The Taylor Center for Equity and Inclusion is currently hiring for the position of Associate Director for Multicultural Gender and Sexuality after former Associate Director Jessica Cameron left the College in mid-January. The Taylor Center hopes to fill the vacant position by the end of this school year, and in the meantime current Director Martin Olague ’04 will assist in filling the gap left after Cameron’s departure.
Olague detailed Cameron’s departure in an email to partners of the Taylor Center on Jan. 19, explaining that Cameron would be leaving St. Olaf for a position with the President’s Emerging Scholars Program at the University of Minnesota Twin Cities, a program focused on educational opportunity for University undergraduates who have demonstrated “evidence of having overcome social, economic, or physical barriers to educational achievement,” according to the program’s website.
Cameron occupied a new position in the Taylor Center after coming to St. Olaf in Aug. 2020, fulfilling a role Olague described as focused on LGBT+ programming. At St. Olaf, Cameron oversaw two Taylor Center peer mentor programs, Connect for Success and Heritage Scholars, each focused on connecting first-year and first-generation students with existing St. Olaf students to build a support network and to facilitate the transition to college life.
According ot Olague, Cameron’s role as Associate Director of Multicultural Gender and Sexuality also aimed to better understand the intersection of race, gender, and sexuality. They saw this as important to ensuring first-year first-generation students felt welcomed at the College and in the Taylor Center in particular.
“All our students have different needs and there’s different programming that we could be doing and should be doing,” Olague said. “So this position was definitely to help us do that.”
“She did a very good job of doing [programming], helping contribute to the Rainbow Run and other things like that,” Olague said. “So our goal in the future is to build off of that and to expand more into different programming which helps the campus feel inclusive and helps the Taylor Center live its message of equity and inclusion.”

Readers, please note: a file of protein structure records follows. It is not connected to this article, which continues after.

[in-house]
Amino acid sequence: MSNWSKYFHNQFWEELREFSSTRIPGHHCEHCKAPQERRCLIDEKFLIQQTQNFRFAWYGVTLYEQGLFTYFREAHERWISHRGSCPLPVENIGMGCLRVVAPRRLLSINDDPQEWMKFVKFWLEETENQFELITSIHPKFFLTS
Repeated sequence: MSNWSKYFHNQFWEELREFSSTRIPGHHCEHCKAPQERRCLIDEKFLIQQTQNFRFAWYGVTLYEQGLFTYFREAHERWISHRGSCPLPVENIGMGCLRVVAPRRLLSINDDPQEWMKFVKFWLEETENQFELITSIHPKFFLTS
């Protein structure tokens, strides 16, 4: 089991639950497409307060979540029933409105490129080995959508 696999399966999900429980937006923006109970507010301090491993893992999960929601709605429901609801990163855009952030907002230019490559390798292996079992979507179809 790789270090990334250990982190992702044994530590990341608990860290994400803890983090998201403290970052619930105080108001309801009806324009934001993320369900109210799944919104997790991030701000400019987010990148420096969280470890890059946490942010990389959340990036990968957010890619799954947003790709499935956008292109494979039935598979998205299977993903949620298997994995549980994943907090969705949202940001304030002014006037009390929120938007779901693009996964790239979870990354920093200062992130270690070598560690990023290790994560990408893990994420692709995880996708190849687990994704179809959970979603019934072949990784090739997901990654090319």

In Cameron’s absence Olague has taken over many responsibilities and has started to work with Cameron’s former intern, but he noted that busy schedules and other responsibilities have made meeting the full demands of the open position difficult.
“We definitely want to get the position filled by the end of the school year,” Olague said. “And we really want to help whoever comes in get off to a good start so that they could hit the floor running next year.”
Cameron’s departure marks the third staff member of color to leave the College in the past three years, after former Boe House counselor Nina Mattson ’95 was fired in Oct. 2019, and former Research and Instruction Librarian for Music and the Fine Arts Ellen Ogihara left the College in late Jan. 2021, citing bias and discrimination in the library and information technology services department.
Neither Olague nor Vice President for Equity and Inclusion and former Director of the Taylor Center, María Pabón Gautier, could provide specific details on Cameron’s departure due to reasons of personnel privacy. Cameron could not be reached for comment at the time of this article’s publishing.
Pabón noted that she and her colleagues are aware of the trend of staff of color leaving the College and are taking steps to increase both retention and recruitment of BIPOC staff.
Some actions Pabón and Vice President for Human Resources Leslie Moore ’77 are taking to help the retention of staff of color are expanding the current staff onboarding process — which Pabón said “falls short of what it needs to be” — alongside restarting a BIPOC affinity group to help build community among new staff and holding conversations with different College departments to ensure the messages of BIPOC staff are being heard at all different levels.
For Pabón, a primary goal of these efforts is to make staff of color feel more welcome when they come into their role at a predominantly white institution (PWI), which Pabón said can often feel isolating when new staff may see themselves as “outsiders.”
“I think inherently just entering predominantly white spaces creates a level of stress and hypervigilance for folks,” Pabón said. “If there’s no psychological safety created by institutions and an intentional sense of belonging and connectedness, then folks have a harder time trying to be part of the community.”